Even on the question of the special status, Reddy was cautious enough not to target the Modi regime, but, chided Naidu for his alleged inability to get the maximum from the Centre. All this gave credence to the political grapevine that BJP has a clandestine deal with YSR Congress and considered Reddy's party as an ally in reserve.
The BJP was also uncomfortable with TDP as it feared that this alliance is detrimental to the growth of the saffron party in the state. They were sure that Naidu would not yield any more seats for the party. Several state BJP leaders, including minister Manikyala Rao, openly expressed dissent that the TDP is not allowing BJP to grow and enough importance is not given to the alliance partner.
On the contrary, the BJP was confident that they can strike a better bargain with YSR Congress, at least in parliamentary seats. Reddy is certainly not expected to be as particular as Naidu when it comes to contesting Parliament seats as his thrust is to win the Assembly elections to be held along with the parliamentary elections in 2019. He is desperate to ally with the Centre for personal reasons.
Meanwhile, Reddy is in Opposition and is also desperate to have allies. His bargaining power is definitely less as compared to the ruling party. The cases pending against Reddy can be an effective weapon for the BJP to arm-twist YSR Congress into any seat-sharing negotiations. The BJP was also expecting that the sporadic discontent on TDP rule will galvanise into anti-incumbency.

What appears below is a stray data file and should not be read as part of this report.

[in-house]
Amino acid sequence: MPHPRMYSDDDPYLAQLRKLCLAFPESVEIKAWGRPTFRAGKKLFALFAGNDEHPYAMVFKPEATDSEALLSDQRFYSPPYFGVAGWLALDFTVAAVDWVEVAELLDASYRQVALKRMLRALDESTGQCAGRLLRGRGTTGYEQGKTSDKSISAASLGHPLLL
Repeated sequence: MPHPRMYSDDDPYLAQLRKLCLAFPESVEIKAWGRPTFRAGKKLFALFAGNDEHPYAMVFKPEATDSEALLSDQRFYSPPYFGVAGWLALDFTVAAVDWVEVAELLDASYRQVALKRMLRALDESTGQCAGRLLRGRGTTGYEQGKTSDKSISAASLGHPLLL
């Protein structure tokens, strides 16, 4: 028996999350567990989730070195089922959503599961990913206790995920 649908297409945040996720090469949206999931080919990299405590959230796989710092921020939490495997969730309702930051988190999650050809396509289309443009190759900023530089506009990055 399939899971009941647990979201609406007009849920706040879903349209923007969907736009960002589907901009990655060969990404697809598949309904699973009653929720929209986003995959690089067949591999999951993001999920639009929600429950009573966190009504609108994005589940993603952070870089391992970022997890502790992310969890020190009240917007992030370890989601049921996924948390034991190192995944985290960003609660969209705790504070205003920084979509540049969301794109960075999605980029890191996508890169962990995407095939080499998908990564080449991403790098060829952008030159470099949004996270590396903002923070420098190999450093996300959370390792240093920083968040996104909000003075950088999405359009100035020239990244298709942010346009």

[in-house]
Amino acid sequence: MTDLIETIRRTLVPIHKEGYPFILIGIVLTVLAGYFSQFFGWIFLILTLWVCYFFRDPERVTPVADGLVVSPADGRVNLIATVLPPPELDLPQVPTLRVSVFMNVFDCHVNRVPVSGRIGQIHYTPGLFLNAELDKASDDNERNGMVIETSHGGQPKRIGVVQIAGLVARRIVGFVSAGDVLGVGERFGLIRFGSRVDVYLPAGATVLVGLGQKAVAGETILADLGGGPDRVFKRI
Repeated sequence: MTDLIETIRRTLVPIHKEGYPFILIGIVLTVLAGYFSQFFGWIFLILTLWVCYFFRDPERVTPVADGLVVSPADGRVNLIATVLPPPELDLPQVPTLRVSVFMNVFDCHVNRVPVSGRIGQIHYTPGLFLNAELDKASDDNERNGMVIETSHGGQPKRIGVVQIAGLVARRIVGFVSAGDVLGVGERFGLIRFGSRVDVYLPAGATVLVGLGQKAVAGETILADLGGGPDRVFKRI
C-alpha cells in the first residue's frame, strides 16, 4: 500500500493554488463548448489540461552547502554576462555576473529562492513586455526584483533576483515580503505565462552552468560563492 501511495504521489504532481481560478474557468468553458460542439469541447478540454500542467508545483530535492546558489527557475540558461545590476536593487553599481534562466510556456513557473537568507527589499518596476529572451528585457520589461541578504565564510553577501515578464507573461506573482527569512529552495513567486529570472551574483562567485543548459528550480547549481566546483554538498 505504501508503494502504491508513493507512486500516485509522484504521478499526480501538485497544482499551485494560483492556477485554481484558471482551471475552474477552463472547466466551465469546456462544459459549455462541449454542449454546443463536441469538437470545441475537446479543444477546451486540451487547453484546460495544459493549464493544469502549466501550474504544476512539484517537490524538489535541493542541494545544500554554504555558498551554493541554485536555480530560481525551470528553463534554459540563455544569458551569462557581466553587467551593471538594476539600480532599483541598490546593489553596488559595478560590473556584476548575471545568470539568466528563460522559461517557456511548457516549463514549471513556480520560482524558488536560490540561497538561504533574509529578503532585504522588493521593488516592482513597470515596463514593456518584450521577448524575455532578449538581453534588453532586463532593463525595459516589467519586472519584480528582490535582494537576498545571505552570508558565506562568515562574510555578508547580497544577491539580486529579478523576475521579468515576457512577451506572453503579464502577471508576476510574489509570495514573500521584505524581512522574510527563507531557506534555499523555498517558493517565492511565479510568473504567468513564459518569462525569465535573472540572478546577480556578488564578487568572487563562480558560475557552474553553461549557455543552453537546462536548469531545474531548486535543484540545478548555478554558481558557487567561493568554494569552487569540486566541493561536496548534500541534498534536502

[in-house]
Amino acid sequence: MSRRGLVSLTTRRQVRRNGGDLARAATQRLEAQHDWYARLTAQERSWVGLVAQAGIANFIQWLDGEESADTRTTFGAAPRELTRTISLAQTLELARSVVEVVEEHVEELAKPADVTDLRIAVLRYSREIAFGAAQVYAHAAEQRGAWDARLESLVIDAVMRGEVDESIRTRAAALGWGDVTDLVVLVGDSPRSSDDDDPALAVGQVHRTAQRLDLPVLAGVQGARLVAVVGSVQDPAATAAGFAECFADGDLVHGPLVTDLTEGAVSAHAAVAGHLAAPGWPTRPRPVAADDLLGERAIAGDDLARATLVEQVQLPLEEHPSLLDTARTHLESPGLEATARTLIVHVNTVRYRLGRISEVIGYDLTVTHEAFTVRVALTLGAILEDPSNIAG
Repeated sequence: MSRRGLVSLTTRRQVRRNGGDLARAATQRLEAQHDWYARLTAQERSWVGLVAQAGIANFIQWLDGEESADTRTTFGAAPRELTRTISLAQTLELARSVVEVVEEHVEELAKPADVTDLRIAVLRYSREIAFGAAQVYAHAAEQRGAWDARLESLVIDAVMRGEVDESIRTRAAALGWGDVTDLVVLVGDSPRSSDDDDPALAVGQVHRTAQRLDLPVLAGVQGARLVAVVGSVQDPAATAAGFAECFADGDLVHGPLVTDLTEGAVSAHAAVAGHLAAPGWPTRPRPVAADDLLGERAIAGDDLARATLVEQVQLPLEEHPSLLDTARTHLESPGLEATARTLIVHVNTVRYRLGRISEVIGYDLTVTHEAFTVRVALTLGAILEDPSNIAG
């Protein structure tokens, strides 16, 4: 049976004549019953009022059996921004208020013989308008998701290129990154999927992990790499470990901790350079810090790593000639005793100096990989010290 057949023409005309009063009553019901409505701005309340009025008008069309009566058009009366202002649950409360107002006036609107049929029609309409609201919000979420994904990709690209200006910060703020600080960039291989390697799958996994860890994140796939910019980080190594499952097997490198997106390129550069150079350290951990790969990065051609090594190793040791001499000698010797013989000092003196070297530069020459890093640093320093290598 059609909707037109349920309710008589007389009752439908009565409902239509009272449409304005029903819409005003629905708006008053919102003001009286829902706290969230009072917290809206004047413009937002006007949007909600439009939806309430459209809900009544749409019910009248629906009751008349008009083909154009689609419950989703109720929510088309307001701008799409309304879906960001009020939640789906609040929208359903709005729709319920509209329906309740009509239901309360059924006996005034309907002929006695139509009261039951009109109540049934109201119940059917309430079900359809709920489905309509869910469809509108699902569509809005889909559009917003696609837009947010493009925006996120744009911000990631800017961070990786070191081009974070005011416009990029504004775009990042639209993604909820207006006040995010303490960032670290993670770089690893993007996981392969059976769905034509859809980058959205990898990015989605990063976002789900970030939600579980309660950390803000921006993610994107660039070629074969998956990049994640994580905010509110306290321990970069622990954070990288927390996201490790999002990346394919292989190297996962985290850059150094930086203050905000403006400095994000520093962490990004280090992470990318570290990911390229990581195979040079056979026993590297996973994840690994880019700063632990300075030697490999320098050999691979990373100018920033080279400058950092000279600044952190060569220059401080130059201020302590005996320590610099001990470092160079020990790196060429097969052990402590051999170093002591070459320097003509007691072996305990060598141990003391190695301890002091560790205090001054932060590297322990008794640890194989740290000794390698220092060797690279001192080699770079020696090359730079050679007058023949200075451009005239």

The TDP supremo, who is a veteran of many electoral battles and known for his killer instinct in politics, could smell the BJP's electoral strategy for 2019. Thus, he intensified his attack on the central government despite accepting the special package in lieu of special status.
Naidu could successfully get several objectives realised with one shot. The BJP is made untouchable for any political party as there is a simmering anger against the Modi government for the manner in which the Centre has let down the state.
There is a growing convergence in the anti-Centre protests evident from TDP, YSR Congress, Jana Sena, Congress and the Left forming part of 'Highway Bandh' observed on Thursday. The attention on Reddy's padayatra, which has now entered the TDP stronghold of Amaravati region, is diverted away as the focus shifts to Parliament protests and the no-confidence motion.
Reddy cannot have any alliance partner as he has to fear political backlash if he strikes any pre-poll arrangement with BJP, given the general climate of hostility towards the saffron party in the state. There will be a multi-cornered contest splitting the anti-establishment vote.
This would obviously benefit TDP. Given the slender margin of victory in 2014, Naidu feels that the fragmented polity would yield him electoral dividends. Besides, this coup of sorts will also help him to tide over anti-incumbency.
The author is former MLC in Telangana, former editor, The Hans India and professor, journalism, Osmania University.